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Depression: the role of schools in identifying the problem

DEPRESSION: THE ROLE OF SCHOOLS IN IDENTIFYING THE PROBLEM"Depression: lost, no compass, in the dark". "Take it easy", "it will pass", "don't think about it", "you'll see it's nothing", "it's not really like that" or "you'll get over it" are common expressions we use to help someone who is going through "a hard time". But these may not be the most appropriate words.

Physical and emotional changes, peer pressure or fear of not living up to expectations are all part of a period in everyone's lives, especially as teenagers. For some young people, however, these feelings take the form of deep sadness and a general loss of interest, affecting their whole life. It is therefore increasingly important to be alert, to learn to identify the warning signs and to ask for help. Schools play an important role in this process.

Susana Frade"In every school, they come to the Psychologist’s office, recommended by teachers or at the request of parents. They come out of nowhere, on a desperate day, for simple things, such as the phobia of presenting an assignment, the inability to communicate with a teacher...". And this often ends up being "the safe harbour for a first step, which is to ask for help", explains Susana Frade, Psychologist at the Colégio Internacional de Vilamoura (CIV).

"The signs can be in changes in the way of thinking, acting and feeling. Mental illness ends up being the inability to deal with the ordinary challenges of life, because life always has challenges and obstacles. And the same diagnosis can result from a different experience. That's why mental health is so complex, and so difficult to treat," she says.
Cases have been growing, also within the school cluster. "It's been a busy year, a year of action, of containment rather than prevention. And this has been the case across all levels of education It's been a full year of action, for all levels of teaching - particularly among older pupils, where issues of anxiety, of phobia - depressive, or linked to depression - more serious than used to be common in schools, were registered", Susana Frade adds.

It was to understand a little better the "triggers" of these problems that a team of 12º ano students set out to develop their annual research project on mental health. With the help of CIV’s psychologist, Cíntia Dourado, Maria Carolina Freitas and Sofia Carvalho prepared a survey to find out how secondary school students perceive depression, anxiety and Obsessive Compulsive Disorder (OCD). They also promoted, in the group of 12º ano, the viewing of the documentary "Summing up the mind: Anxiety", also applying a survey before and after its viewing, in order to assess the possible impacts of it on the perception of this particular topic.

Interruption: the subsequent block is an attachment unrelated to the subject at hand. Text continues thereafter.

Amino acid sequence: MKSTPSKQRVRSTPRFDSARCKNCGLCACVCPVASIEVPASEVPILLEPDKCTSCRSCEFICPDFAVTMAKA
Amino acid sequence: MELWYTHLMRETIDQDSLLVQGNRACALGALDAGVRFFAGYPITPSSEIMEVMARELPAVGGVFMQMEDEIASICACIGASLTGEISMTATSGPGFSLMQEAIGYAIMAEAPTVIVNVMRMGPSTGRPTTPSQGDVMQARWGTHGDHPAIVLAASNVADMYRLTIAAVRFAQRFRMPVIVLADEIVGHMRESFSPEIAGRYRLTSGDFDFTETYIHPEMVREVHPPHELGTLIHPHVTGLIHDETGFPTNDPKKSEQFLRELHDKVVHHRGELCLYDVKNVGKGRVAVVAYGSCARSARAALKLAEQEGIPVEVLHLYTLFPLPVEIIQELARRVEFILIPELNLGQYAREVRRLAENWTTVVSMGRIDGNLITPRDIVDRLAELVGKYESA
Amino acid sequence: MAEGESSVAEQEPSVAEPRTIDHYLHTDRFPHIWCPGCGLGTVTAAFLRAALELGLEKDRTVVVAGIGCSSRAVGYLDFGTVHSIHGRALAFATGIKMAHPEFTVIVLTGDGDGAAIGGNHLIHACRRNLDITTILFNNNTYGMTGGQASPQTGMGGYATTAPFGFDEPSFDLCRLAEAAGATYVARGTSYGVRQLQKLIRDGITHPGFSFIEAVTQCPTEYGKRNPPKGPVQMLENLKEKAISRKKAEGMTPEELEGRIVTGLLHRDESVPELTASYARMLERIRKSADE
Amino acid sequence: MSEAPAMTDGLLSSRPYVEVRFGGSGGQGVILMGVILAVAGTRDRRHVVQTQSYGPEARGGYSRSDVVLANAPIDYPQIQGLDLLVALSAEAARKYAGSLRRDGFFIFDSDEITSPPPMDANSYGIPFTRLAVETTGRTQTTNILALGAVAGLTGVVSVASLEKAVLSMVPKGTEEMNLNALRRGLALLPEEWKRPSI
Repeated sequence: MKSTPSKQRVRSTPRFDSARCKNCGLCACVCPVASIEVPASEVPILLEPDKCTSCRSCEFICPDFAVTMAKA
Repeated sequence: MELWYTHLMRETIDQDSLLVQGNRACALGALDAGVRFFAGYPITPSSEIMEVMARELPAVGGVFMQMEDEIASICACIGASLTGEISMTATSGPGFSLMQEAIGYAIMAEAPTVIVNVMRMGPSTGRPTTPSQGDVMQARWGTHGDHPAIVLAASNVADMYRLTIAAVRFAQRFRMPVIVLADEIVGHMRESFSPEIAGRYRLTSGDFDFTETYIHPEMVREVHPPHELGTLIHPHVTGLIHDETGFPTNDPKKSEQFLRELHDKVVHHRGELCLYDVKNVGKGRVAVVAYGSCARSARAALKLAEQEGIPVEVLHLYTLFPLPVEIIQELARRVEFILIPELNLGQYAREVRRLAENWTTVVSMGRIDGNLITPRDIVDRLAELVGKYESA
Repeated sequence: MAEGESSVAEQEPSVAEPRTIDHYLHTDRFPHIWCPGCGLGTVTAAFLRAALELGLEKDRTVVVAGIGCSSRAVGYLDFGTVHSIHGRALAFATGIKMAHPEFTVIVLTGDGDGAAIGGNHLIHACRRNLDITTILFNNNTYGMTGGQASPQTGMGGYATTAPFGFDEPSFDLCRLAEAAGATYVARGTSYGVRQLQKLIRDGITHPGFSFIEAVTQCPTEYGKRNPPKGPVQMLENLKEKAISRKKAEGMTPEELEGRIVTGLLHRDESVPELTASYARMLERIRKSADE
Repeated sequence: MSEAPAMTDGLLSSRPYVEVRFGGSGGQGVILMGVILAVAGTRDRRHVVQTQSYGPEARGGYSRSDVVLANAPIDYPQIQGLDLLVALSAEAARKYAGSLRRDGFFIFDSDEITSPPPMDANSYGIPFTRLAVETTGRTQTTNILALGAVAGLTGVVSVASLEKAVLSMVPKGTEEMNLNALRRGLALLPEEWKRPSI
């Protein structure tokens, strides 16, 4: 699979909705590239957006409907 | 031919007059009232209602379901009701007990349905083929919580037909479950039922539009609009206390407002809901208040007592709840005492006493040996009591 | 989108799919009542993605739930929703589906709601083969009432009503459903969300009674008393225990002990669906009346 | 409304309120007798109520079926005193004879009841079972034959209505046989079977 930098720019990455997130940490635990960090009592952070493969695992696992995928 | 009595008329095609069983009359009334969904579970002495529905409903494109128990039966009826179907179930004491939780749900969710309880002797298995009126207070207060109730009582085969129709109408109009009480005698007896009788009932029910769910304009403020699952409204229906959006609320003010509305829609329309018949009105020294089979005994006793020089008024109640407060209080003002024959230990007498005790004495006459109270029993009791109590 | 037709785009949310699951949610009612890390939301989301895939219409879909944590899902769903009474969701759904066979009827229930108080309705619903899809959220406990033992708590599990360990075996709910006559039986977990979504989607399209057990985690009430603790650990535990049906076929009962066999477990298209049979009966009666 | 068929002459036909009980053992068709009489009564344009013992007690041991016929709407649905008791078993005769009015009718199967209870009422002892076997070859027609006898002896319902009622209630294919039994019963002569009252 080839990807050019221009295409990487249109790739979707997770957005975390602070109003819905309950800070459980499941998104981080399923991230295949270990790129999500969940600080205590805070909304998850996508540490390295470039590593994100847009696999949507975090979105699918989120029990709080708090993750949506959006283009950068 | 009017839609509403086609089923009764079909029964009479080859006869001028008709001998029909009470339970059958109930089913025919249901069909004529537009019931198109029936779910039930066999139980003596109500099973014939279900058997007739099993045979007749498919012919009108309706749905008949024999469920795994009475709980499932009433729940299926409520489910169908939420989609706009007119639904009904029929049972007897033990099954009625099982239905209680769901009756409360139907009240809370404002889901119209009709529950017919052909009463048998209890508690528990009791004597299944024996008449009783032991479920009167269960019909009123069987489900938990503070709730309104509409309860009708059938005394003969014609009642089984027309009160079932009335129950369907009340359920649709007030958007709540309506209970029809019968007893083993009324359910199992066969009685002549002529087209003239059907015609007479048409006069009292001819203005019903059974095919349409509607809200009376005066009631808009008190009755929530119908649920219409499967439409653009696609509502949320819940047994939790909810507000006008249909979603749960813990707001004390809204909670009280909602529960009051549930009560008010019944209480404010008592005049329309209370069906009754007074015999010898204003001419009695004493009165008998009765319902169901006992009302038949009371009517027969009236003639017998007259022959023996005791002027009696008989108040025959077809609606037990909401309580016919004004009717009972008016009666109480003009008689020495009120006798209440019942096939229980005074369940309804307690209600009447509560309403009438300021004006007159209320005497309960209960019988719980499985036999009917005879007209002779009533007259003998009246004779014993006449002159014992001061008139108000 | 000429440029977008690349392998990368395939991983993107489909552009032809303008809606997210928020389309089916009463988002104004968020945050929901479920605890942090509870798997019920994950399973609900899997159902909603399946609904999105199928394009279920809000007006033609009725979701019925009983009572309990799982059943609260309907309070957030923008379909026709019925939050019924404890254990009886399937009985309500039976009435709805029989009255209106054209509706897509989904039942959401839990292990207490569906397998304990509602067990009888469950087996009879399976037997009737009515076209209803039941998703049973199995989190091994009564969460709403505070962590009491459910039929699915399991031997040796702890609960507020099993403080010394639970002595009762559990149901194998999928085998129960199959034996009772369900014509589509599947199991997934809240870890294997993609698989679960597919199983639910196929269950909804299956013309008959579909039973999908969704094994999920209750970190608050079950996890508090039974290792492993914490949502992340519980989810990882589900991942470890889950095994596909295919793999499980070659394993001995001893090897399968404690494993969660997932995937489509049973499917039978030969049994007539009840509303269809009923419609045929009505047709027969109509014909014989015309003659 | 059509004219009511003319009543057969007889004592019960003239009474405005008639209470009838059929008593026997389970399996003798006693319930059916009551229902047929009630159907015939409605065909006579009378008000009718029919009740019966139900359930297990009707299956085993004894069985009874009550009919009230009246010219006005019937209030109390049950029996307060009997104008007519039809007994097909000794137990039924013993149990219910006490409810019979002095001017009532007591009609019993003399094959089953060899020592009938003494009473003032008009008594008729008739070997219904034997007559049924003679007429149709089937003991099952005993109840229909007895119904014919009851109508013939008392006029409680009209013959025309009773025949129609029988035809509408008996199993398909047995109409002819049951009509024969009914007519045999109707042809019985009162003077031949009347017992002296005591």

The project also included the scheduling of the on-line lecture "Dealing with Stress", given by Professor Manuela Neto, from the Faculty of Human and Social Sciences of UAlg, and a collaboration with the project "UAlgoritmo - A ciência trocada por miúdos" (science for kids), through the revision of the article " Effects of a Brief Mindfulness Programme on Depression, Anxiety and Stress in University Graduates", which will be released in the new issue of the magazine at the end of the academic year.

The "Boomerang" project, presented by CIV's ex-student, Beatriz Ribeiro, and her colleague Tomás Gonçalves (now attending the 3rd year of Medicine at the University of Lisbon) was therefore very well received among secondary school students. Conceived by the Department of Public and Sexual Health (DSPS) of the Students' Association of the Faculty of Medicine of the University of Lisbon (AEFM), this project's mission is to deconstruct prejudice, to clearly and scientifically approach subjects where misinformation is a source of serious problems and to lead future doctors and nutritionists to form more informed adults.

The approach, using games under anonymity, and far from the presence of adults, as well as the age of the speakers, not far from that of their audience, brought to the CIV a presentation that was winning. For the students, "it can be very distressing not knowing what to say or how to act when faced with a panic or anxiety attack". "I learned," says Raquel Figueiredo (10º ano), "that there are several expressions that I use when faced with a problem and that you shouldn't say.